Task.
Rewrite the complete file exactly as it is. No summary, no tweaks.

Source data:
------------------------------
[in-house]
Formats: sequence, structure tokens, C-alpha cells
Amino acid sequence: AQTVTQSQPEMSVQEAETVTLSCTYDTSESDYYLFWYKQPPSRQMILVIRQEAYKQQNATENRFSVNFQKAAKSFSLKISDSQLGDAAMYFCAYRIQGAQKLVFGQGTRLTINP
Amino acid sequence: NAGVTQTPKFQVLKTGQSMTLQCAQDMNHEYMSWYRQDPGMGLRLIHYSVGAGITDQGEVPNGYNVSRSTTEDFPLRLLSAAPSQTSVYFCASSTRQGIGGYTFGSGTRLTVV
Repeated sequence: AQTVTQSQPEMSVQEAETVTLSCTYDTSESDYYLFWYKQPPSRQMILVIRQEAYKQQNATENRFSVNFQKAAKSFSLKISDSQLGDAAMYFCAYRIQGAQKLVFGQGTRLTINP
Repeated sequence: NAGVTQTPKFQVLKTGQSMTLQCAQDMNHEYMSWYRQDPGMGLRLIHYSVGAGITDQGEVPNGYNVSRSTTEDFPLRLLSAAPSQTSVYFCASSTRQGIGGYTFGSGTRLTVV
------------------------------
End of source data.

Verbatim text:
[in-house]
Formats: sequence, structure tokens, C-alpha cells
Amino acid sequence: AQTVTQSQPEMSVQEAETVTLSCTYDTSESDYYLFWYKQPPSRQMILVIRQEAYKQQNATENRFSVNFQKAAKSFSLKISDSQLGDAAMYFCAYRIQGAQKLVFGQGTRLTINP
Amino acid sequence: NAGVTQTPKFQVLKTGQSMTLQCAQDMNHEYMSWYRQDPGMGLRLIHYSVGAGITDQGEVPNGYNVSRSTTEDFPLRLLSAAPSQTSVYFCASSTRQGIGGYTFGSGTRLTVV
Repeated sequence: AQTVTQSQPEMSVQEAETVTLSCTYDTSESDYYLFWYKQPPSRQMILVIRQEAYKQQNATENRFSVNFQKAAKSFSLKISDSQLGDAAMYFCAYRIQGAQKLVFGQGTRLTINP
Repeated sequence: NAGVTQTPKFQVLKTGQSMTLQCAQDMNHEYMSWYRQDPGMGLRLIHYSVGAGITDQGEVPNGYNVSRSTTEDFPLRLLSAAPSQTSVYFCASSTRQGIGGYTFGSGTRLTVV